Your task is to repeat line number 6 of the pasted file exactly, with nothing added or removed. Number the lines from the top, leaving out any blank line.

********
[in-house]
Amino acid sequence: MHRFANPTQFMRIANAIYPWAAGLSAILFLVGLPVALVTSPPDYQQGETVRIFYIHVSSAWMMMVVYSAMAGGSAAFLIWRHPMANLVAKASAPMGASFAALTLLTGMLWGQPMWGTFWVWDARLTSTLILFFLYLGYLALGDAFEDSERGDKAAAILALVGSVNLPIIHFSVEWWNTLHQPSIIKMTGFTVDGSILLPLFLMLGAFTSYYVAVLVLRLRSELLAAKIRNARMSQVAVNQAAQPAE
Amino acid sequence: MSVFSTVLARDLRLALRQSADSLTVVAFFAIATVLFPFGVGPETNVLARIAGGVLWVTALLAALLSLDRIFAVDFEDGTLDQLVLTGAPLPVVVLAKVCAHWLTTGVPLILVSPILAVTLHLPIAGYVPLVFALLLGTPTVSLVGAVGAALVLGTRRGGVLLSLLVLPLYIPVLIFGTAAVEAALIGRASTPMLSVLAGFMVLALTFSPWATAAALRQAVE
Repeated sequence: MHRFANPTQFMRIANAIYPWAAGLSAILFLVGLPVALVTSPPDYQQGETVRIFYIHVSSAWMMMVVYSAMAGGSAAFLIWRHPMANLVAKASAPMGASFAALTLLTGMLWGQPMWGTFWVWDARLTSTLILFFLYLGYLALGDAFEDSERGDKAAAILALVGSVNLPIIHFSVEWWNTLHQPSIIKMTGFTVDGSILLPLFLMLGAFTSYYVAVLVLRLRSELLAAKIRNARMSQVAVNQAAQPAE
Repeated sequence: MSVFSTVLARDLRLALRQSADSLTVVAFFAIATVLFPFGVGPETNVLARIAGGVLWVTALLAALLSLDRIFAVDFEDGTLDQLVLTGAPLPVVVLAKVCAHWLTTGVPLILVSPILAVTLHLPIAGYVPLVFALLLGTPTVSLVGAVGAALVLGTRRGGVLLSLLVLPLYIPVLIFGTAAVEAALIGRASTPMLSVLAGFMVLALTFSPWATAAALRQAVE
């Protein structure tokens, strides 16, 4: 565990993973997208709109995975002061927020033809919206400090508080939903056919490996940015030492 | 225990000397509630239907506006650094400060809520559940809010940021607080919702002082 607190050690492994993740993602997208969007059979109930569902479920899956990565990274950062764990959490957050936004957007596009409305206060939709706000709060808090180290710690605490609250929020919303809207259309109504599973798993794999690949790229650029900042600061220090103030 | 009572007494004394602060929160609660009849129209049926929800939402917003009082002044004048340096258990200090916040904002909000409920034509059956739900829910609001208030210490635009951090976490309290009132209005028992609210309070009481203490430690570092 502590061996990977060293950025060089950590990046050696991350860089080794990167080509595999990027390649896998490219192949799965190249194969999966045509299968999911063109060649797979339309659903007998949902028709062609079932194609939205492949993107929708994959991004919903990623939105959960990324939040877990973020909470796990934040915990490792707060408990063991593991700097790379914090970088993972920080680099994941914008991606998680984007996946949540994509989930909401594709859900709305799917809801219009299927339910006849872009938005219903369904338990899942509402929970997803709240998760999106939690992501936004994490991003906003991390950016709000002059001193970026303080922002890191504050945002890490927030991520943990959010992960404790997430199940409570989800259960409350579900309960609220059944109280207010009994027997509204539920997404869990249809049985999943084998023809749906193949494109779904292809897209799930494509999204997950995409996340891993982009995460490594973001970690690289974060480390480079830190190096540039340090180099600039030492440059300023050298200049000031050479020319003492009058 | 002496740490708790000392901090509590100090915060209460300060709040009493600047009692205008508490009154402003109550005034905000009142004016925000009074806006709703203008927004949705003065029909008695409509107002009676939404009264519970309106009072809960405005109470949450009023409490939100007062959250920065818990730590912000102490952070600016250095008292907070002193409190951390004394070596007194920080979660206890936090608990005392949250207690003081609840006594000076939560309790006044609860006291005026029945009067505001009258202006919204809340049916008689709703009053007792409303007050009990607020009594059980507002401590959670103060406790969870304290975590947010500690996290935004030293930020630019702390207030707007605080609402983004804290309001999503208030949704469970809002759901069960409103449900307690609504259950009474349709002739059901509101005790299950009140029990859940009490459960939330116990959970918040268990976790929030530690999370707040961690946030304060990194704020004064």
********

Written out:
């Protein structure tokens, strides 16, 4: 565990993973997208709109995975002061927020033809919206400090508080939903056919490996940015030492 | 225990000397509630239907506006650094400060809520559940809010940021607080919702002082 607190050690492994993740993602997208969007059979109930569902479920899956990565990274950062764990959490957050936004957007596009409305206060939709706000709060808090180290710690605490609250929020919303809207259309109504599973798993794999690949790229650029900042600061220090103030 | 009572007494004394602060929160609660009849129209049926929800939402917003009082002044004048340096258990200090916040904002909000409920034509059956739900829910609001208030210490635009951090976490309290009132209005028992609210309070009481203490430690570092 502590061996990977060293950025060089950590990046050696991350860089080794990167080509595999990027390649896998490219192949799965190249194969999966045509299968999911063109060649797979339309659903007998949902028709062609079932194609939205492949993107929708994959991004919903990623939105959960990324939040877990973020909470796990934040915990490792707060408990063991593991700097790379914090970088993972920080680099994941914008991606998680984007996946949540994509989930909401594709859900709305799917809801219009299927339910006849872009938005219903369904338990899942509402929970997803709240998760999106939690992501936004994490991003906003991390950016709000002059001193970026303080922002890191504050945002890490927030991520943990959010992960404790997430199940409570989800259960409350579900309960609220059944109280207010009994027997509204539920997404869990249809049985999943084998023809749906193949494109779904292809897209799930494509999204997950995409996340891993982009995460490594973001970690690289974060480390480079830190190096540039340090180099600039030492440059300023050298200049000031050479020319003492009058 | 002496740490708790000392901090509590100090915060209460300060709040009493600047009692205008508490009154402003109550005034905000009142004016925000009074806006709703203008927004949705003065029909008695409509107002009676939404009264519970309106009072809960405005109470949450009023409490939100007062959250920065818990730590912000102490952070600016250095008292907070002193409190951390004394070596007194920080979660206890936090608990005392949250207690003081609840006594000076939560309790006044609860006291005026029945009067505001009258202006919204809340049916008689709703009053007792409303007050009990607020009594059980507002401590959670103060406790969870304290975590947010500690996290935004030293930020630019702390207030707007605080609402983004804290309001999503208030949704469970809002759901069960409103449900307690609504259950009474349709002739059901509101005790299950009140029990859940009490459960939330116990959970918040268990976790929030530690999370707040961690946030304060990194704020004064």